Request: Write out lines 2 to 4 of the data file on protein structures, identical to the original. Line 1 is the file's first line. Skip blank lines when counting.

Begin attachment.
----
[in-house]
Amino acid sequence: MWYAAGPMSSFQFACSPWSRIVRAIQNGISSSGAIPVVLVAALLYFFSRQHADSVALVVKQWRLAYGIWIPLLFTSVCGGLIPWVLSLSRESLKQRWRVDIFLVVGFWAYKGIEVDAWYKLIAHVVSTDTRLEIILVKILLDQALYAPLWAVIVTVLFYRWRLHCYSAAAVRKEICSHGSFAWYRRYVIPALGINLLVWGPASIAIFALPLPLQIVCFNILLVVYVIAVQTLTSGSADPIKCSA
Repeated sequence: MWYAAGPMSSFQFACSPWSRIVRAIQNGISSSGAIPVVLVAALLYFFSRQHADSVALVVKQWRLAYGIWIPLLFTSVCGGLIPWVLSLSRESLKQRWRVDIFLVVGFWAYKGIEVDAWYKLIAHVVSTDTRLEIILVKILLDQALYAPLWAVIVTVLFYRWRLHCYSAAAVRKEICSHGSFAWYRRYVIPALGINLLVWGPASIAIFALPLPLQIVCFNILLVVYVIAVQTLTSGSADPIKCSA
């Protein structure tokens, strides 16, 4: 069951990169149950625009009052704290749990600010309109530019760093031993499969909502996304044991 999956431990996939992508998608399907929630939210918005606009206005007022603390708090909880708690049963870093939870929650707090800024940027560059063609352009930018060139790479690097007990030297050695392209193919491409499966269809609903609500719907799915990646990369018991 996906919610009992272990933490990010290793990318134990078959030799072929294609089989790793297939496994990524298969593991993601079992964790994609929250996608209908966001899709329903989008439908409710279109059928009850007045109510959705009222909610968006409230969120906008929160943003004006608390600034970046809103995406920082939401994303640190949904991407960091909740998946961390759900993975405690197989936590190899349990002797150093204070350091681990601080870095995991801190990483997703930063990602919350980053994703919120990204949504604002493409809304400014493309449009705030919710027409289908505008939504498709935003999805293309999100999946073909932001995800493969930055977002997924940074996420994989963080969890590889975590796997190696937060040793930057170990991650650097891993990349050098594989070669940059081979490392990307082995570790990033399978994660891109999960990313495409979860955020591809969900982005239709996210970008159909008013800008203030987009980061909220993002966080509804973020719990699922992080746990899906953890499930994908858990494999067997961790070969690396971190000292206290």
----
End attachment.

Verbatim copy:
Amino acid sequence: MWYAAGPMSSFQFACSPWSRIVRAIQNGISSSGAIPVVLVAALLYFFSRQHADSVALVVKQWRLAYGIWIPLLFTSVCGGLIPWVLSLSRESLKQRWRVDIFLVVGFWAYKGIEVDAWYKLIAHVVSTDTRLEIILVKILLDQALYAPLWAVIVTVLFYRWRLHCYSAAAVRKEICSHGSFAWYRRYVIPALGINLLVWGPASIAIFALPLPLQIVCFNILLVVYVIAVQTLTSGSADPIKCSA
Repeated sequence: MWYAAGPMSSFQFACSPWSRIVRAIQNGISSSGAIPVVLVAALLYFFSRQHADSVALVVKQWRLAYGIWIPLLFTSVCGGLIPWVLSLSRESLKQRWRVDIFLVVGFWAYKGIEVDAWYKLIAHVVSTDTRLEIILVKILLDQALYAPLWAVIVTVLFYRWRLHCYSAAAVRKEICSHGSFAWYRRYVIPALGINLLVWGPASIAIFALPLPLQIVCFNILLVVYVIAVQTLTSGSADPIKCSA
């Protein structure tokens, strides 16, 4: 069951990169149950625009009052704290749990600010309109530019760093031993499969909502996304044991 999956431990996939992508998608399907929630939210918005606009206005007022603390708090909880708690049963870093939870929650707090800024940027560059063609352009930018060139790479690097007990030297050695392209193919491409499966269809609903609500719907799915990646990369018991 996906919610009992272990933490990010290793990318134990078959030799072929294609089989790793297939496994990524298969593991993601079992964790994609929250996608209908966001899709329903989008439908409710279109059928009850007045109510959705009222909610968006409230969120906008929160943003004006608390600034970046809103995406920082939401994303640190949904991407960091909740998946961390759900993975405690197989936590190899349990002797150093204070350091681990601080870095995991801190990483997703930063990602919350980053994703919120990204949504604002493409809304400014493309449009705030919710027409289908505008939504498709935003999805293309999100999946073909932001995800493969930055977002997924940074996420994989963080969890590889975590796997190696937060040793930057170990991650650097891993990349050098594989070669940059081979490392990307082995570790990033399978994660891109999960990313495409979860955020591809969900982005239709996210970008159909008013800008203030987009980061909220993002966080509804973020719990699922992080746990899906953890499930994908858990494999067997961790070969690396971190000292206290």